Inside Higher Ed
September 24th, 2014
Many adjuncts wonder why colleges that employ them year after year,
giving them good reviews course after course, seem to have no interest
in them when tenure-track jobs open up. Several legal court cases
suggest that bias against adjuncts may be linked to age discrimination.
"Whether this is a definite trend or not, I don’t know, but there’s
been an increase of these cases, and that’s a good thing,” said Maria
Maisto, president of the New Faculty Majority, a national adjunct
advocacy group. “We know anecdotally that is a problem and we hear about
it all the time.”
Last week, the Washington State Supreme Court said that a longtime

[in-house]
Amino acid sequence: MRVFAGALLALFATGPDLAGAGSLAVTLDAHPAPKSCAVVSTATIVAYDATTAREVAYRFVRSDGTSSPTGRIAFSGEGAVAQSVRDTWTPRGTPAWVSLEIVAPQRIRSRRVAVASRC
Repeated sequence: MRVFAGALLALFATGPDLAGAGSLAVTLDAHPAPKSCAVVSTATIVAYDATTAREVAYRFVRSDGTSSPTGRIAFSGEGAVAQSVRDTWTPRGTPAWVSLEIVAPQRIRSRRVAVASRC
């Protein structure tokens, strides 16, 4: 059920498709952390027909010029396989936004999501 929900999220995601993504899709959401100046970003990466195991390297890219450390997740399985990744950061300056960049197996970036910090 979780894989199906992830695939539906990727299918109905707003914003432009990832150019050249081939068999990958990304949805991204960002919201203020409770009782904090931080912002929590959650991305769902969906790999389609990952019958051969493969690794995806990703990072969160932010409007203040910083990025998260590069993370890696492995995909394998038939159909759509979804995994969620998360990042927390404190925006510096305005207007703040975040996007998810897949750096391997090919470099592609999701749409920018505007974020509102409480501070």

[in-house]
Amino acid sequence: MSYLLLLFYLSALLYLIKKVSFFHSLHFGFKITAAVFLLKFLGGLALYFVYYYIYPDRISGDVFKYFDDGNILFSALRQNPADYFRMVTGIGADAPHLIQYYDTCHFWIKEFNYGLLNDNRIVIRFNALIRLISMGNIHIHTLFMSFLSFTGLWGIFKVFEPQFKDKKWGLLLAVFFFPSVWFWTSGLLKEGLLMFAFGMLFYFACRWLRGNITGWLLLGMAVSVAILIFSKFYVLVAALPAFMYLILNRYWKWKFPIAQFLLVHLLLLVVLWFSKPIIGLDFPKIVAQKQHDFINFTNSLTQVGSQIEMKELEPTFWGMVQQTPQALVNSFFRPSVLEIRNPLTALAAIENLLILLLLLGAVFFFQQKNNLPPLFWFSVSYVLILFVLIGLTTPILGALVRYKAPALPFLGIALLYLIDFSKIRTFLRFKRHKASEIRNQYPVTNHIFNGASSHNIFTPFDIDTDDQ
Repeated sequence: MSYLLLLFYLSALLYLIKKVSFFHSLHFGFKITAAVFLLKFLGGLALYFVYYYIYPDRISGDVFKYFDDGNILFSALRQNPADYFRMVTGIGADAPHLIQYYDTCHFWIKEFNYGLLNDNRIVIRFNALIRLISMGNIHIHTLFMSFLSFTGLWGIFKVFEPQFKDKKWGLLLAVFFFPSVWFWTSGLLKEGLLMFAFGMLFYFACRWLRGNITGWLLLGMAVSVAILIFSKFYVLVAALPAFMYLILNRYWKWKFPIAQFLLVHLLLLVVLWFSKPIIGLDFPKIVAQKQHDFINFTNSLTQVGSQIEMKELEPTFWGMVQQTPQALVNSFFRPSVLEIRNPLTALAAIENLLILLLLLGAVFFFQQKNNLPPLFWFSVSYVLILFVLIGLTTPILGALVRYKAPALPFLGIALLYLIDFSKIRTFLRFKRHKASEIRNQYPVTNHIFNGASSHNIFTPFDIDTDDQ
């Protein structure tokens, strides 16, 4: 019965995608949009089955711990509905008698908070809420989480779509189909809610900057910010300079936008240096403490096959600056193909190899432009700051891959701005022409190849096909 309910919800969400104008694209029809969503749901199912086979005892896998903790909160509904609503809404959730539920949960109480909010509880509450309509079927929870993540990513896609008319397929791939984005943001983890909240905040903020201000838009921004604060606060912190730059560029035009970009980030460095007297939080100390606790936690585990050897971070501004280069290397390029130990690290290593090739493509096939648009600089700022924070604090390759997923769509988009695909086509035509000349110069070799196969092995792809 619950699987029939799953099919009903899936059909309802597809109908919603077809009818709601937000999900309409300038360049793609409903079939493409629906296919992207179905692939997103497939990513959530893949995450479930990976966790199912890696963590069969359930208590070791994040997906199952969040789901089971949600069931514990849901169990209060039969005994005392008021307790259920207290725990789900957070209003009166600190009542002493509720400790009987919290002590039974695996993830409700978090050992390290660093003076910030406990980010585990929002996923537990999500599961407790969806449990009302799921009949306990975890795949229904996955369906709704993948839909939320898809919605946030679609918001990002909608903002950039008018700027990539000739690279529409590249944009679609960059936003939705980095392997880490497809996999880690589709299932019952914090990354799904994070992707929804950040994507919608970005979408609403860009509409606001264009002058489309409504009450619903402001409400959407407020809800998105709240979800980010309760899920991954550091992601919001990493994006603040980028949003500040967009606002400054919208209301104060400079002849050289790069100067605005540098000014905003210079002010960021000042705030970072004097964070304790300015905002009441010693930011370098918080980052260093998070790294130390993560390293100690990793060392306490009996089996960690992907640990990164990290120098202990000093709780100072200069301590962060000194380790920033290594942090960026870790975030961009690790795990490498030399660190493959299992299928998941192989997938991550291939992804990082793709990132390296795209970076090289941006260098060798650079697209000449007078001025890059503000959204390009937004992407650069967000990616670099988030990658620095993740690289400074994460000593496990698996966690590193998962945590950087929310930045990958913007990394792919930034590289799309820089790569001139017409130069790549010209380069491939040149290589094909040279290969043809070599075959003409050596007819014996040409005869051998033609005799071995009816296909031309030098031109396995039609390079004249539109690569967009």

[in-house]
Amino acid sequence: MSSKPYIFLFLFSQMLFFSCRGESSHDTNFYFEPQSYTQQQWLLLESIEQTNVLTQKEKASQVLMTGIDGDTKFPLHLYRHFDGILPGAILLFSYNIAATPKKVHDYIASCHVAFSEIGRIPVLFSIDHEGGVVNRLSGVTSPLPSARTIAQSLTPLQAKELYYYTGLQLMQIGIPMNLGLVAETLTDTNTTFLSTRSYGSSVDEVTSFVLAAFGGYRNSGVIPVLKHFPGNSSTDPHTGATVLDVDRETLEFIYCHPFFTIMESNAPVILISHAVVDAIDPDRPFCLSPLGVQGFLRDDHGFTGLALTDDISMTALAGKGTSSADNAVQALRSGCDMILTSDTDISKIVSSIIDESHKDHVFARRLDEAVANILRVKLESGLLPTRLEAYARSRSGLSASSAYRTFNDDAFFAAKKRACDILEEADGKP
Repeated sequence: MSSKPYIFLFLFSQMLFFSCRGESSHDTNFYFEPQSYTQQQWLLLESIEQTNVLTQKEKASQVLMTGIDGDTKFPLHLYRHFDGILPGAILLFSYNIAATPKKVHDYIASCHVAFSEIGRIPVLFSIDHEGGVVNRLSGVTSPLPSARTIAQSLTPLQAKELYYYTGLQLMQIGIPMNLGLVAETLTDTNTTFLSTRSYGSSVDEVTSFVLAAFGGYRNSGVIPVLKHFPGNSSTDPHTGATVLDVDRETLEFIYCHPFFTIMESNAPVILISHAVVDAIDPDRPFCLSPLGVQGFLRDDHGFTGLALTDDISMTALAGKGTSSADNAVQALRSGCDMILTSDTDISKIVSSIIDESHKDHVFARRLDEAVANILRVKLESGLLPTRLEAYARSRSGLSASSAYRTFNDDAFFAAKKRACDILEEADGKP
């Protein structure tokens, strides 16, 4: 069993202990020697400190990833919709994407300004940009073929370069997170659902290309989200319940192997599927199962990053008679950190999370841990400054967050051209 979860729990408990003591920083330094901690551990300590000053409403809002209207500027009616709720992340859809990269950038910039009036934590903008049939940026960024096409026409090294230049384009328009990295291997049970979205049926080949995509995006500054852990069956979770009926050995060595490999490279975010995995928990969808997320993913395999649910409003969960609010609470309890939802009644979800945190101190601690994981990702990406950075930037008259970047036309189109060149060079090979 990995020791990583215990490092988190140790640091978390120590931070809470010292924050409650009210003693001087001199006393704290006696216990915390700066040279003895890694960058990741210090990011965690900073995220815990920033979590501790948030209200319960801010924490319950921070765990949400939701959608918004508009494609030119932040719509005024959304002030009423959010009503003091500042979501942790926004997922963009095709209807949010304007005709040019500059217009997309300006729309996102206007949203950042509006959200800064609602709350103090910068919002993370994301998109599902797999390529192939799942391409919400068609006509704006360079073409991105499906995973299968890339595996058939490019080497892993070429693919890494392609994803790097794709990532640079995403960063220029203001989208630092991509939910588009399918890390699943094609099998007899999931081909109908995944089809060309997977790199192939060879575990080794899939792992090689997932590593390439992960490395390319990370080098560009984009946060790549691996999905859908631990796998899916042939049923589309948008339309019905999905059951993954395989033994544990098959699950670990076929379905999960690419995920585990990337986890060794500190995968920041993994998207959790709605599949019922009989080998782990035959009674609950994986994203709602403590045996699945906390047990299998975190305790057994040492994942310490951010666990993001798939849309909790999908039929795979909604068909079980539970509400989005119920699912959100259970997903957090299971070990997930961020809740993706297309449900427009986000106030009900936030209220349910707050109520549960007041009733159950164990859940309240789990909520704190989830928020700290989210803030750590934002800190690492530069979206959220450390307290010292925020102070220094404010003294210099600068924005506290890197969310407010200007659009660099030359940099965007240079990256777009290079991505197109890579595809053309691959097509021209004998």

adjunct instructor of English at Clark College who accused the
institution of age discrimination in not selecting her for a
tenure-track position had enough of a case for it to proceed to trial.
That court’s decision overturned several lower courts’ rulings in favor
of Clark, which claimed that Kathryn Scrivener was the lowest-performing
of four faculty-backed candidates interviewed for two open positions.
Both eventually went to candidates under 40, who were selected by the
president and vice president. But Scrivener, who began at the college in
1994 as a part-time adjunct and had been a “temporary” full-time
instructor since 1999, said ageism was at play. She was 55 at the time.